Source: Hulton Archive/Getty Images

In 1989 it reached Neptune, where it discovered six new moons and geysers on Neptune’s most giant moon, Triton. Voyager 2 remains the only human spacecraft to have ever explored these planets. It provided incredible data that is still worked with nowadays.  

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Faster Than Most

It’s no secret that to leave the solar system promptly, it’s necessary to gain an incredible amount of speed. Throughout the 70s, there were many attempts to do so. Voyager 2 was designed with the specific requirements to achieve this goal.

Source: NASA/Wikimedia Commons

To leave our system, it had to reach a speed of 17 kilometers (10.6 miles) per second. To give you an idea, this is equivalent to 38,400 kilometers (23,890 miles) per hour or 61,000,000 kilometers (37,856,000 miles) per year. Now, that’s fast! 

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Out Of This World

The information the Voyager program has unveiled is of enormous magnitude. The data and pictures revealed some incredible facts that will help scientists understand our giant neighbors much better.

Source: NASA/Wikimedia Commons

During the 80s and 90s, Voyager 1 and 2 were able to capture unprecedented details of Jupiter, Saturn, Uranus, and Neptune. Being able to stand so close to the “big four” with the necessary tools made it possible to observe the rings, moons, and components that make up these planets—a fascinating endeavor. 

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Jupiter

The Voyager 1 reached Jupiter in 1979 and started sending riveting information back to Earth. The most intriguing fact was the discovery of active volcanoes on the planet’s surface, revealing that the planet is geologically alive, so to speak.

Source: NASA/JPL/Wikimedia Commons

Amongst other discoveries was that Jupiter has some highly radioactive belts surrounding it, as well as a powerful magnetic field and lightning on the planet’s surface. These facts have been corroborated with other flybys by other spacecraft that have made it that far.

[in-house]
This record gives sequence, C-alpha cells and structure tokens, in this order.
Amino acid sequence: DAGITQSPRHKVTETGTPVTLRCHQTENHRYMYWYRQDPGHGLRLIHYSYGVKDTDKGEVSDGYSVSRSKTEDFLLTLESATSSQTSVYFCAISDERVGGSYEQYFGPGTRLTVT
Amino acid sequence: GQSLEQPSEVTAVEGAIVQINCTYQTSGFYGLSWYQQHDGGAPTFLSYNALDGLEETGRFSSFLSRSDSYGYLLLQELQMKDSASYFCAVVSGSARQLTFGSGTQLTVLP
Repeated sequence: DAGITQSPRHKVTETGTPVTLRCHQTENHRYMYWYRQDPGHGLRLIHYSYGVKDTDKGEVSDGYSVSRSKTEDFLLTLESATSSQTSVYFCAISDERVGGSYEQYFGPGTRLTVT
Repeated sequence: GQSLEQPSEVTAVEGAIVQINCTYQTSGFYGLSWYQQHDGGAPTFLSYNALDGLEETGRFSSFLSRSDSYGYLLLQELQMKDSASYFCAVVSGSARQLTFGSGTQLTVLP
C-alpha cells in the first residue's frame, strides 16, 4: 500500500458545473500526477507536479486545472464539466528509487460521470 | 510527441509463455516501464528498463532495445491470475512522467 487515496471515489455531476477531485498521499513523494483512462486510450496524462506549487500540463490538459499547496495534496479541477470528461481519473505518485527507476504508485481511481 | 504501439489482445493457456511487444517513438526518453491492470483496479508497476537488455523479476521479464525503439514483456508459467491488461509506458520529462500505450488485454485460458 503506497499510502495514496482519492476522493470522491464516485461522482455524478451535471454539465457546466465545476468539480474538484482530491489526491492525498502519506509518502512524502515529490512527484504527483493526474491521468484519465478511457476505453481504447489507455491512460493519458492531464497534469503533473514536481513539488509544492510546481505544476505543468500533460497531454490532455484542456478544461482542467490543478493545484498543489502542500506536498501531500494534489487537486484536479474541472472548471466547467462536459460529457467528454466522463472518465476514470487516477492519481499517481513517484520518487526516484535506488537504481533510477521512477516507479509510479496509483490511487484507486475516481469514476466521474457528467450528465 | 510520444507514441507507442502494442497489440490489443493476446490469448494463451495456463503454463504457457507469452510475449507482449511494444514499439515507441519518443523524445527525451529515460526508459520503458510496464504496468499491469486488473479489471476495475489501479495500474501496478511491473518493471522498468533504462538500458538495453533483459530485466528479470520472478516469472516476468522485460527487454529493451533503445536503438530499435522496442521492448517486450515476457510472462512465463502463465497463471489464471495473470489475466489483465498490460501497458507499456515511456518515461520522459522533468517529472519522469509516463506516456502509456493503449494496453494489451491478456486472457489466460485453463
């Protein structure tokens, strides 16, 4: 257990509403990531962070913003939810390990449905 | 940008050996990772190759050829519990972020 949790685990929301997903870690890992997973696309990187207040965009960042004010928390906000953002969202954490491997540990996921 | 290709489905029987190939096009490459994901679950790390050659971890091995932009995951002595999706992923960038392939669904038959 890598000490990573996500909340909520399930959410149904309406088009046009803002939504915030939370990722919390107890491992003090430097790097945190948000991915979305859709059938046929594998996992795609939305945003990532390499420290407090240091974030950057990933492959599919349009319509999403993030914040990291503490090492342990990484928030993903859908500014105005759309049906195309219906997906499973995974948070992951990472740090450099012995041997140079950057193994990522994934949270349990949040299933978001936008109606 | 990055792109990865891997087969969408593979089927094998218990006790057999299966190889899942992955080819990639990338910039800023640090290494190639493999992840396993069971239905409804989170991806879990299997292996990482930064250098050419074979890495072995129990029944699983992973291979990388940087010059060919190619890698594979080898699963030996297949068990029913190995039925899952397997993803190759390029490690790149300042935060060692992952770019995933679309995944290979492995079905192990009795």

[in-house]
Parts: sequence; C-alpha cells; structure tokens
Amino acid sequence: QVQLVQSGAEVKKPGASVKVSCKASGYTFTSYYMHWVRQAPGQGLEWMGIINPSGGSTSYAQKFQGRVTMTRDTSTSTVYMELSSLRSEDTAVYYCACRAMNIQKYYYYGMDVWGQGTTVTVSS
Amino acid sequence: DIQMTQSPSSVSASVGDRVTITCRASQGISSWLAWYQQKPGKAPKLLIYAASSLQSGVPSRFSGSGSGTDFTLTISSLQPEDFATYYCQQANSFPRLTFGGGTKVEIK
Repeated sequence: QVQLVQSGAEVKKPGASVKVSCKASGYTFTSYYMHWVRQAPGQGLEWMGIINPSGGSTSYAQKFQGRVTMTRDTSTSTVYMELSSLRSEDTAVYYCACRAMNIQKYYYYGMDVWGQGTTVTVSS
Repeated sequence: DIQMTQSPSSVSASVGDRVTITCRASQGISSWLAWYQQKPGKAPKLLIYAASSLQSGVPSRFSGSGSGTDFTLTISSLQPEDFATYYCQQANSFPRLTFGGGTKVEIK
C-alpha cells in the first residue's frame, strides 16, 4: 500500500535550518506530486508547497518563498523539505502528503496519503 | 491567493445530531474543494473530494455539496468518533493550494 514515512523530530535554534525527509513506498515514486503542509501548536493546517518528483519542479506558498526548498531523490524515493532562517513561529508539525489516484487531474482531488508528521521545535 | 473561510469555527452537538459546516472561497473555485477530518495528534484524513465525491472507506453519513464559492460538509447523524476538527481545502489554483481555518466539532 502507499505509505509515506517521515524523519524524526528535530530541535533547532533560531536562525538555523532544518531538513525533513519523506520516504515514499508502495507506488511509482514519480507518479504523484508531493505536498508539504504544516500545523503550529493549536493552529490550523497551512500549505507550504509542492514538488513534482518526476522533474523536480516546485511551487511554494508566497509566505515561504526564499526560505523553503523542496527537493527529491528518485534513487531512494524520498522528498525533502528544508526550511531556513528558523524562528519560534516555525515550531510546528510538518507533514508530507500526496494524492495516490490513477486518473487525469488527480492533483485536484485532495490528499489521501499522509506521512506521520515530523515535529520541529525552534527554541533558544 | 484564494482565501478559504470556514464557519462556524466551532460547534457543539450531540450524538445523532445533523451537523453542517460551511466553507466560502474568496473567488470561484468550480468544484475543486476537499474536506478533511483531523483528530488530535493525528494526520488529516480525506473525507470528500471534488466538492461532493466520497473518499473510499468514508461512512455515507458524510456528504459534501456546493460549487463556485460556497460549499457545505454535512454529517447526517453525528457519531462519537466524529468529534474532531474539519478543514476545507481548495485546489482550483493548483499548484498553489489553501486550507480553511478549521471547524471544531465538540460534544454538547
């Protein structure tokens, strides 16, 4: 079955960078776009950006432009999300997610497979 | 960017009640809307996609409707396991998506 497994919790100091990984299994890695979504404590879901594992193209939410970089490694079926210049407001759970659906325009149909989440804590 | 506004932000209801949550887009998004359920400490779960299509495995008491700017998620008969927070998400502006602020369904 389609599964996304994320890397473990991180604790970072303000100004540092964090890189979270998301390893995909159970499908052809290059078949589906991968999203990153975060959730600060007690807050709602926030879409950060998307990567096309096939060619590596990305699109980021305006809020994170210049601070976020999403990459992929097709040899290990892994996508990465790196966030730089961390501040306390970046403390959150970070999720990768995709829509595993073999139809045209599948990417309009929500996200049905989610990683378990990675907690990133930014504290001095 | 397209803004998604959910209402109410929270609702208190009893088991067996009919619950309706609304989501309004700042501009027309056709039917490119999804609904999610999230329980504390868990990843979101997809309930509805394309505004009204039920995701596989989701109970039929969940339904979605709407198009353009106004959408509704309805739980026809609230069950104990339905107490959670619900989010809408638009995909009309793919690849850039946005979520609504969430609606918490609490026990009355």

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Volcanic Moon

Jupiter’s moon, Io, surprised scientists when the Voyagers were passing Jupiter. Not only is this moon immense, but it also has volcanic activity.  It was the first time an active volcano was found in a celestial body that wasn’t a planet. 

Source: NASA/Wikimedia Commons

The high-resolution pictures Voyager 2 took allowed a detailed inspection of the moon’s surface, revealing a complex landscape. On top of that, there were also a number of tiny moons orbiting Io that are thought to be fragments of another moon that might’ve collided in the past.

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Next Stop, Saturn

The Voyagers arrived in Saturn a year apart, in 1980 and 1981, respectively. But the discoveries made by these probes would last a lifetime. They found new moons, a new ring, a new ring division, and lightning! They also recorded a weaker magnetic field around the planet than Earth’s. 

Source: NASA Jet Propulsion Laboratory

The mission has provided invaluable data about the outer planets of our system that have revealed fascinating insights. Increasing our understanding of the planets could potentially help our understanding of our own.

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Saturn’s Rings

Voyager 2 was the probe in charge of taking high-resolution pictures of Saturn, and the results were breathtaking. The discoveries made on the rings were also revealing of their nature. 

Apparently, within the rings are moonlets. They apparently maintain the integral structure of the rings and their divisions. 

Source: NASA/Wikimedia Commons

Looking further in, they found a new ring that they named the “G” ring, as well as divisions such as the “Pallene division” in the outer ring and the “Encke division” in the “A” ring.

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Saturn Is Very Lightweight

Saturn is the second largest planet in the Solar System. It is 95 times bigger than Earth, but in density, it is incredibly lighter. This is because it is a gas planet composed mainly of Helium and Hydrogen. No wonder they call it a gas giant. 

Source: NASA/JPL/Wikimedia Commons

Saturn is the least dense of all the planets in the solar system and would float in water if it were placed in a bathtub. Now, the mission is to find a bathtub large rough to fit the gigantic planet! 

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Saturn’s Short Days

Another incredible discovery was that Saturn’s day is 11 Earth hours long. Being such a massive planet, it seems like it should be longer compared to our planet. The probes’ trip was able to capture data about the planet’s rotation speed, mass, distance from the sun, and the planet’s orbit.  

Source: NASA/Wikimedia Commons

This enormous planet has a very fast rotation speed, resulting in a short day of only 9.9 Earth hours. Thanks to Voyager’s data capture, scientists were able to determine the day length through a series of complex equations.